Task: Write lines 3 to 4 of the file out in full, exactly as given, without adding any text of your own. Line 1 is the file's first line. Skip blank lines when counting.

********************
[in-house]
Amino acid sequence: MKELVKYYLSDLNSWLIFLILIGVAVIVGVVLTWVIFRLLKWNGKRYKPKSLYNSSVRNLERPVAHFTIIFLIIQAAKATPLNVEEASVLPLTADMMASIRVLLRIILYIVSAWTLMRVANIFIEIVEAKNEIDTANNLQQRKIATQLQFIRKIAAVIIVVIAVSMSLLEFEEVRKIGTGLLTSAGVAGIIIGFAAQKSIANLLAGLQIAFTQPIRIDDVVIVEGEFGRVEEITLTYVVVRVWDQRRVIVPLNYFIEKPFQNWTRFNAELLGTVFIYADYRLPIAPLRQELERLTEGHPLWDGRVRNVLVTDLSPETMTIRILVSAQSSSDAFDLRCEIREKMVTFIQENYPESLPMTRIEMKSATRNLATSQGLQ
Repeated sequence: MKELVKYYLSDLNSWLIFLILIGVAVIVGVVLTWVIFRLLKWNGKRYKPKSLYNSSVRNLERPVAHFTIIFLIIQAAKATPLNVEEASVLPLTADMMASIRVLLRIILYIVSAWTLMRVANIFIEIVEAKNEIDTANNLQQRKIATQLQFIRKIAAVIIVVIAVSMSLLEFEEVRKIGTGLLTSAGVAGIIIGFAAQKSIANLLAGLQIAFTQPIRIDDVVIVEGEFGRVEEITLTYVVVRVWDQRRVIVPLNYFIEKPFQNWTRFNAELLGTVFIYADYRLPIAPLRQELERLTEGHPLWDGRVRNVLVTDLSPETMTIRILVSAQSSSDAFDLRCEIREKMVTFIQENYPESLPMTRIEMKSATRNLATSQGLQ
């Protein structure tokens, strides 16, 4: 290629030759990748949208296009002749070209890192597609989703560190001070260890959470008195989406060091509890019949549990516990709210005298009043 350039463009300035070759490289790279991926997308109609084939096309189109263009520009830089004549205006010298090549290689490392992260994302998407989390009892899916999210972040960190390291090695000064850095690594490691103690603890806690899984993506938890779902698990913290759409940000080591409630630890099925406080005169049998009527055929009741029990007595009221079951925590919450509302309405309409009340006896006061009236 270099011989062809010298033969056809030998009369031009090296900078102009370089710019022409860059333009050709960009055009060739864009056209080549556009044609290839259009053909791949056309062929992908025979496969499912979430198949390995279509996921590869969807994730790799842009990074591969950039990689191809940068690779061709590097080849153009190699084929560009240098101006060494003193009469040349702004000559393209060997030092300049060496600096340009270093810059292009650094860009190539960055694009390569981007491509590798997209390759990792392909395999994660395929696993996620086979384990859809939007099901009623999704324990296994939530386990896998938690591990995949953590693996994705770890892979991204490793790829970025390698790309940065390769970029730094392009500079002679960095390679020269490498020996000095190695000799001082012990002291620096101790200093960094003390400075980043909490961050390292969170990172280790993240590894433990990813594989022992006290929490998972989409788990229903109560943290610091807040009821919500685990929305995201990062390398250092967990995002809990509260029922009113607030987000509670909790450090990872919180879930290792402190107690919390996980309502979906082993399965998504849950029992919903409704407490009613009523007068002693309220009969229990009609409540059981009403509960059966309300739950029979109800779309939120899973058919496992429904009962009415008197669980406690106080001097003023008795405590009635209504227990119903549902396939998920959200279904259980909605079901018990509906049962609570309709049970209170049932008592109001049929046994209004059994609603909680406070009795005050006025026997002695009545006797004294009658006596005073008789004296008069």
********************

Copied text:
Repeated sequence: MKELVKYYLSDLNSWLIFLILIGVAVIVGVVLTWVIFRLLKWNGKRYKPKSLYNSSVRNLERPVAHFTIIFLIIQAAKATPLNVEEASVLPLTADMMASIRVLLRIILYIVSAWTLMRVANIFIEIVEAKNEIDTANNLQQRKIATQLQFIRKIAAVIIVVIAVSMSLLEFEEVRKIGTGLLTSAGVAGIIIGFAAQKSIANLLAGLQIAFTQPIRIDDVVIVEGEFGRVEEITLTYVVVRVWDQRRVIVPLNYFIEKPFQNWTRFNAELLGTVFIYADYRLPIAPLRQELERLTEGHPLWDGRVRNVLVTDLSPETMTIRILVSAQSSSDAFDLRCEIREKMVTFIQENYPESLPMTRIEMKSATRNLATSQGLQ
């Protein structure tokens, strides 16, 4: 290629030759990748949208296009002749070209890192597609989703560190001070260890959470008195989406060091509890019949549990516990709210005298009043 350039463009300035070759490289790279991926997308109609084939096309189109263009520009830089004549205006010298090549290689490392992260994302998407989390009892899916999210972040960190390291090695000064850095690594490691103690603890806690899984993506938890779902698990913290759409940000080591409630630890099925406080005169049998009527055929009741029990007595009221079951925590919450509302309405309409009340006896006061009236 270099011989062809010298033969056809030998009369031009090296900078102009370089710019022409860059333009050709960009055009060739864009056209080549556009044609290839259009053909791949056309062929992908025979496969499912979430198949390995279509996921590869969807994730790799842009990074591969950039990689191809940068690779061709590097080849153009190699084929560009240098101006060494003193009469040349702004000559393209060997030092300049060496600096340009270093810059292009650094860009190539960055694009390569981007491509590798997209390759990792392909395999994660395929696993996620086979384990859809939007099901009623999704324990296994939530386990896998938690591990995949953590693996994705770890892979991204490793790829970025390698790309940065390769970029730094392009500079002679960095390679020269490498020996000095190695000799001082012990002291620096101790200093960094003390400075980043909490961050390292969170990172280790993240590894433990990813594989022992006290929490998972989409788990229903109560943290610091807040009821919500685990929305995201990062390398250092967990995002809990509260029922009113607030987000509670909790450090990872919180879930290792402190107690919390996980309502979906082993399965998504849950029992919903409704407490009613009523007068002693309220009969229990009609409540059981009403509960059966309300739950029979109800779309939120899973058919496992429904009962009415008197669980406690106080001097003023008795405590009635209504227990119903549902396939998920959200279904259980909605079901018990509906049962609570309709049970209170049932008592109001049929046994209004059994609603909680406070009795005050006025026997002695009545006797004294009658006596005073008789004296008069």